The existing narrative that Abraham Lincoln gave slaves their freedom is another example of the application of cultivated ignorance. African freedom was stolen, ravaged, and then returned only as a tangential byproduct of the situation (see Lincoln quotes below).
The conscious application of cultivated ignorance is how slaves were kept submissive. it was illegal to teach slaves to read. The continued application of cultivated ignorance is what allowed slaves to remain slaves after the signing of the Emancipation Proclamation. The dedicated application of cultivated ignorance is what enslaves most of us today, as demonstrated by the fact that people living in pro-Trump counties are more likely to die from Covid after being repeatedly exposed to misinformation in conversative media. Climate change denial poses a real threat to our planet and the lives of our children and is another example of cultivated ignorance.
Juneteenth to me is only a point marker in time where a particular stream of cultivated ignorance was disrupted. There are many such moments in history, but it seems that the existence of ignorance as an entity is always shielded by any event that disrupts it.
If you are reading this, you are likely involved in or sympathize with NAFC which is focused on Diversity, Equity, and Inclusion. At its core, DEI is a challenge to cultivated ignorance while the pushback is the expression of cultivated ignorance.
Ignorance is bliss. It is easy on the mind and travels in stealth. There are those who regard a disruption of their ignorance as an attack on their person; and they react in kind. Our fight for the incorporation of DEI into the fabric of our socioemotional norm has far greater consequence than the goals of DEI. A successful combat strategy against cultivated ignorance could save the world.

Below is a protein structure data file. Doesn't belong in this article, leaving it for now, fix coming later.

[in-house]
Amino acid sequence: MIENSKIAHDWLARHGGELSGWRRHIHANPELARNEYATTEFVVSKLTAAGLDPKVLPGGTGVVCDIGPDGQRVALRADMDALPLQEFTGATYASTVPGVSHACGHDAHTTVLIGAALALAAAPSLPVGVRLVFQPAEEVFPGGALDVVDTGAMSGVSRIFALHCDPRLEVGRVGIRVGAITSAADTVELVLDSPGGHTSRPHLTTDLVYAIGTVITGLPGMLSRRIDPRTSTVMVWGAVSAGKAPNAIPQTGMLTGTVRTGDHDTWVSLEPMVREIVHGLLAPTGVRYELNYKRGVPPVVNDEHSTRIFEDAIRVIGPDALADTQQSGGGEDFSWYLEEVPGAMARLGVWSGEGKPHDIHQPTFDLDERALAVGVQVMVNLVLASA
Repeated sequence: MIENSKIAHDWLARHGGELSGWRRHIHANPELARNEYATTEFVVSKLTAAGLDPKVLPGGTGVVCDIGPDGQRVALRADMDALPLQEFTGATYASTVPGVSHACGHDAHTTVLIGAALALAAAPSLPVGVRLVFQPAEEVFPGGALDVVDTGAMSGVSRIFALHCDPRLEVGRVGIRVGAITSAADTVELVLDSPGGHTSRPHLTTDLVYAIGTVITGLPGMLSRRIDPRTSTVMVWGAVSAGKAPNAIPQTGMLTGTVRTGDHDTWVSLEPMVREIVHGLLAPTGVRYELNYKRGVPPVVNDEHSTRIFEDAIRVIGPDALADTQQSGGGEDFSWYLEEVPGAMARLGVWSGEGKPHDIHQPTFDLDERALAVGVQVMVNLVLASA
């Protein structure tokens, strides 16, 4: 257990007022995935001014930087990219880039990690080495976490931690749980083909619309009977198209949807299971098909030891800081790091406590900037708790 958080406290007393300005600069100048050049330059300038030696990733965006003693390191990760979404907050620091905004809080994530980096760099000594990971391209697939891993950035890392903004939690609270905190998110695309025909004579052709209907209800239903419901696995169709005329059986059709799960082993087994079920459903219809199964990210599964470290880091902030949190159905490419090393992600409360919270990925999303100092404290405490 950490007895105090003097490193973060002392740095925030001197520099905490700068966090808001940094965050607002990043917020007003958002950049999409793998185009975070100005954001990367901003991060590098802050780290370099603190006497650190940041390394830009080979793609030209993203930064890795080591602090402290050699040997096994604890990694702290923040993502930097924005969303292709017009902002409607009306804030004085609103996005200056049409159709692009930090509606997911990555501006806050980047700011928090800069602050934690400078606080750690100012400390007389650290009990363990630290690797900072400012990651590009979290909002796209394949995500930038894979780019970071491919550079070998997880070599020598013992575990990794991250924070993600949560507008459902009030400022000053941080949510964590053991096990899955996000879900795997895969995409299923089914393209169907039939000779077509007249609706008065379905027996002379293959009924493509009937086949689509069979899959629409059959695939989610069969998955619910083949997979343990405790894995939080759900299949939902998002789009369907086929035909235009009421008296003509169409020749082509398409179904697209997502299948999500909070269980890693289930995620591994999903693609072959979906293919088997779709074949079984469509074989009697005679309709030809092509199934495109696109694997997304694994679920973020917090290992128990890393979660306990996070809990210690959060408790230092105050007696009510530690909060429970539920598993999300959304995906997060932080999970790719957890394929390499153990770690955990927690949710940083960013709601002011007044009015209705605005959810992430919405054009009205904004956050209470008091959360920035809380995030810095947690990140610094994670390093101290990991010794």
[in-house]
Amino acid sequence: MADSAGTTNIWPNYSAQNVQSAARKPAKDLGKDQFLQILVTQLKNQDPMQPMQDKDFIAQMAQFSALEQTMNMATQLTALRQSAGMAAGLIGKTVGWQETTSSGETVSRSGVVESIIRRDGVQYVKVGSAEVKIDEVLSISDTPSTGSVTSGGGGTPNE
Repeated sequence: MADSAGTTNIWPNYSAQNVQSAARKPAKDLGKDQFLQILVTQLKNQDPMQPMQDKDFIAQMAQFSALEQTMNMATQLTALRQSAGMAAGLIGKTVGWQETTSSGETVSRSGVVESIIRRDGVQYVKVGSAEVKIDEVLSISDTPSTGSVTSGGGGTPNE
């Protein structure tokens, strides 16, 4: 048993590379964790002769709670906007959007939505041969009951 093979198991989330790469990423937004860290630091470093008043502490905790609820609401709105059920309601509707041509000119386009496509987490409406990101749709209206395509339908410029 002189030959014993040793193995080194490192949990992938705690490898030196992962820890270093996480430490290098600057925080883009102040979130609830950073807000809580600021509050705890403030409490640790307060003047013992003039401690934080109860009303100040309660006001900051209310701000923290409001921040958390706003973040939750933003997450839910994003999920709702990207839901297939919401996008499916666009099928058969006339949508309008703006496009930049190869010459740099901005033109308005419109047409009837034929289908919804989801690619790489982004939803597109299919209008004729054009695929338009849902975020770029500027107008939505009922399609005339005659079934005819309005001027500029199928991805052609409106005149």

I am not, nor ever have been, in favor of bringing about in any way the social and political equality of the white and black races—that I am not nor ever have been in favor of making voters or jurors of negroes, nor of qualifying them to hold office, nor to intermingling with white people; and I will say in addition to this that there is a physical difference between the white and black races which will ever forbid the two races living together on terms of social and political equality. And inasmuch as they cannot so live, while they do remain together, there must be the position of superior. I am as much as any other man in favor of having the superior position assigned to the white race.Abraham Lincoln
My paramount object in this struggle is to save the Union, and is not either to save or to destroy slavery. If I could save the Union without freeing any slave I would do, it, and if I could save it by freeing all the slaves I would do it; and if I could save it by freeing some and leaving others alone I would also do that. What I do about slavery, and the colored race, I do because I believe it helps to save the Union;Abraham Lincoln